A macskák fertőző hashártyagyulla dása (FIP) és az azt okozó vírus biológiája Irodalmi összefoglaló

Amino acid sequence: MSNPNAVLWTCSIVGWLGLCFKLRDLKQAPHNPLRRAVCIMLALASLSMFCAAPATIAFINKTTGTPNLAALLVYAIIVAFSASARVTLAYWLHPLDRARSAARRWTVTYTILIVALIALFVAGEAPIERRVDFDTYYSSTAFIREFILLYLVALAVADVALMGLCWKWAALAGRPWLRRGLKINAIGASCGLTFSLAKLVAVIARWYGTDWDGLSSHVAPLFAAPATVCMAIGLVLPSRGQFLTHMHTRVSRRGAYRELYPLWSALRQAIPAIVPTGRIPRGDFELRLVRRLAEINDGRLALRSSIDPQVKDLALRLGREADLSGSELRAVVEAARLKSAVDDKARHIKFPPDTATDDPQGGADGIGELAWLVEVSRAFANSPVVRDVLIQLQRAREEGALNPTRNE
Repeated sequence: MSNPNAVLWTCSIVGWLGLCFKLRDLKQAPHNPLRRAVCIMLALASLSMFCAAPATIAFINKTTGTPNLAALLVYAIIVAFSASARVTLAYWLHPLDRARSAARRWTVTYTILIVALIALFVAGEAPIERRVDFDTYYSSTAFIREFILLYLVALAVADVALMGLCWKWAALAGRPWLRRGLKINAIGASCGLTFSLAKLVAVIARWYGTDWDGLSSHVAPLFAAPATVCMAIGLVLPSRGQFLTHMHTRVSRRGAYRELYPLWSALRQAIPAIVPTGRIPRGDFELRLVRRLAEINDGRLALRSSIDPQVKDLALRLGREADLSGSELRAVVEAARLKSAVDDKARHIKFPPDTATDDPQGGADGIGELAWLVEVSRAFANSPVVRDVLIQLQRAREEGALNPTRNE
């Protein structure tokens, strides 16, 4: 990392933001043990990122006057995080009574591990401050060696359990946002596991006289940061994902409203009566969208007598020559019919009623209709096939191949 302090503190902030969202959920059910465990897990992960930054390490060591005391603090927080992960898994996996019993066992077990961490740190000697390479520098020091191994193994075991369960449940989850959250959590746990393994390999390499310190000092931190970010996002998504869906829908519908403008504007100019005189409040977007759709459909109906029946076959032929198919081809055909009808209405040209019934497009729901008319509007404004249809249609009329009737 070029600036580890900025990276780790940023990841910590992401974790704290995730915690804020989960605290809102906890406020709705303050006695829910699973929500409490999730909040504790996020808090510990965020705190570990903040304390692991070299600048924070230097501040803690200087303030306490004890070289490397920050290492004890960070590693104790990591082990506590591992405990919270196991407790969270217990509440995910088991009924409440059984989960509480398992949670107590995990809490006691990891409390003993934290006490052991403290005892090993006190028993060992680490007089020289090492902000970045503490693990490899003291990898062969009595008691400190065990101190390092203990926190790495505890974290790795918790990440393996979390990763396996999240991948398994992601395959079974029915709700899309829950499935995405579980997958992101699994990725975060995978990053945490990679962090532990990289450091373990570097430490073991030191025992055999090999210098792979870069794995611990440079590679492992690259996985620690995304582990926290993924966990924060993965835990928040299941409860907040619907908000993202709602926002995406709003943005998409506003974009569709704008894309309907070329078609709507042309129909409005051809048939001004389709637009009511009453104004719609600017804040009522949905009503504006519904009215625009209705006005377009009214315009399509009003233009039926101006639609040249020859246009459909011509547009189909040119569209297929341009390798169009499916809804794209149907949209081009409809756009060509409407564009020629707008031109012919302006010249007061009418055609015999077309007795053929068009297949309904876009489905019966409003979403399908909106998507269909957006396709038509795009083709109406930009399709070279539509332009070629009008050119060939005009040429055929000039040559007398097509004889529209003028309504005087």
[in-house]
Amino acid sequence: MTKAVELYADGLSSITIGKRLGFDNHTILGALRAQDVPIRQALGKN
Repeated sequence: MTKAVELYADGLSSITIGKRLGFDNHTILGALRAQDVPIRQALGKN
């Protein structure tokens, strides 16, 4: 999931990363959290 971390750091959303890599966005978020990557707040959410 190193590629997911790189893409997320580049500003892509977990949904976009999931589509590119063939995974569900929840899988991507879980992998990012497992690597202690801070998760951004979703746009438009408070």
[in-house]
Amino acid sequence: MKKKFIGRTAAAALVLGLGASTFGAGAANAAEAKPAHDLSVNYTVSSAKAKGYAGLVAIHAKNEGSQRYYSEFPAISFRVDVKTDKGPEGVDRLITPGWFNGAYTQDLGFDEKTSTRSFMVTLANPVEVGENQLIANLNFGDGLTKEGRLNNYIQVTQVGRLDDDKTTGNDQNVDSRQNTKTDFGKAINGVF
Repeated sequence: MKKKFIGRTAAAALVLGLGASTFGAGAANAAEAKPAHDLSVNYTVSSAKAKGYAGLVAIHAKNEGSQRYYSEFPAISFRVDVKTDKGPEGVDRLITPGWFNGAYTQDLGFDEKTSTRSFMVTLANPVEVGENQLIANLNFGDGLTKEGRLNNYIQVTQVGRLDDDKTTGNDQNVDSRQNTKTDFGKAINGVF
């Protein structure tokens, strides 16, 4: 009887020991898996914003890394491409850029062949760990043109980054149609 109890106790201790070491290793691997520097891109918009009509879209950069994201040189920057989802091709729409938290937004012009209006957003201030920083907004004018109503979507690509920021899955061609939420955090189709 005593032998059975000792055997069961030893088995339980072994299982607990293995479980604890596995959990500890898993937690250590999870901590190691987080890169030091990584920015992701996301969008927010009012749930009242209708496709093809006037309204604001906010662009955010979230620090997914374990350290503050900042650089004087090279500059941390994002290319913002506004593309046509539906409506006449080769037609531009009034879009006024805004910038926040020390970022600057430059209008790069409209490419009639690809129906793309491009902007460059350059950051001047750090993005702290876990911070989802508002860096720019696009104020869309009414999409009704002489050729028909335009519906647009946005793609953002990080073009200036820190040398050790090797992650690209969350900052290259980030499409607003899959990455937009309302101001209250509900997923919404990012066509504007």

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SUMMARY Feline infectious peritonitis (FIP) is a fatal infectious disease that prominently develops in younger cats. The disease is caused by the feline coronavirus (FeCoV) that has two different pathotypes: The feline enteric coronavirus (FECV) is more common and it causes mild or unapparent enteritis, while feline infectious peri tonitis virus (FIPV) is responsible for the deadly systemic immune-mediated granulomatous disease. FECV and FIPV show functional differences, the FECV replicates mainly in intestinal epithelium and are shed in faeces, while FIPV rep licates in monocytes and cause systemic disease. The key event in the patho genesis of FIP is the effective and sustainable viral replication in monocytes of the FIPV. It can take weeks to months for FIP to develop after the initial infection with FeCoV. Cats persistently infected with FECV remain mostly healthy despite their systemic infection, and they can play important role to spread the virus among the healthy naive cats. Only 5-12% of FeCoV infected animals develop the FIP syndrome. The development of the disease is unpredictable, and once FIP develops, the confirmation of diagnosis is challenging in particular in the dry form. The process of FECV-FIPV conversion and its genetic background is not yet completely understood, though significant progress was made in the topic in the recent years. The macrophage tropism of FIPV seems to be primary determined by mutations in the S protein. FeCoVs must have an intact 3c gene to be able to replicate in the intestinal epithelium and deletions of the 3c gene may play a role in the transformation from FECV to FIPV. The newer results not only facilitated the better understanding of the disease but also improved the potential toolkits for prevention, diagnostic and cure. In this paper the authors shortly summarize the history of the disease and review the latest scientific advances in FIP research.